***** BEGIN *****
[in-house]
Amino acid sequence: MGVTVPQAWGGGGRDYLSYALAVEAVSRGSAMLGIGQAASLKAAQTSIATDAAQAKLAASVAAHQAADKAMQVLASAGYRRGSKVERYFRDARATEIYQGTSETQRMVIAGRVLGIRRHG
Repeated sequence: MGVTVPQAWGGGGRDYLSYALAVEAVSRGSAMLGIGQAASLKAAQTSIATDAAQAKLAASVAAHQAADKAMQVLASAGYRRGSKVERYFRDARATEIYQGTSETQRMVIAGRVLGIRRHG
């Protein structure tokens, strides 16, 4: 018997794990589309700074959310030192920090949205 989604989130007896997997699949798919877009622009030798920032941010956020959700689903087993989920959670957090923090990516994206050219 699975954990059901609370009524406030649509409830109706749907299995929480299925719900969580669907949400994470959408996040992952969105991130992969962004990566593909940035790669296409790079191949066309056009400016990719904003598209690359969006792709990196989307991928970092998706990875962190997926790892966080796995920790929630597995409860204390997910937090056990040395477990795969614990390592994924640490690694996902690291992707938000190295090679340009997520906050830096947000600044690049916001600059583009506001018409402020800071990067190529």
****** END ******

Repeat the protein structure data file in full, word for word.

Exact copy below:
[in-house]
Amino acid sequence: MGVTVPQAWGGGGRDYLSYALAVEAVSRGSAMLGIGQAASLKAAQTSIATDAAQAKLAASVAAHQAADKAMQVLASAGYRRGSKVERYFRDARATEIYQGTSETQRMVIAGRVLGIRRHG
Repeated sequence: MGVTVPQAWGGGGRDYLSYALAVEAVSRGSAMLGIGQAASLKAAQTSIATDAAQAKLAASVAAHQAADKAMQVLASAGYRRGSKVERYFRDARATEIYQGTSETQRMVIAGRVLGIRRHG
């Protein structure tokens, strides 16, 4: 018997794990589309700074959310030192920090949205 989604989130007896997997699949798919877009622009030798920032941010956020959700689903087993989920959670957090923090990516994206050219 699975954990059901609370009524406030649509409830109706749907299995929480299925719900969580669907949400994470959408996040992952969105991130992969962004990566593909940035790669296409790079191949066309056009400016990719904003598209690359969006792709990196989307991928970092998706990875962190997926790892966080796995920790929630597995409860204390997910937090056990040395477990795969614990390592994924640490690694996902690291992707938000190295090679340009997520906050830096947000600044690049916001600059583009506001018409402020800071990067190529």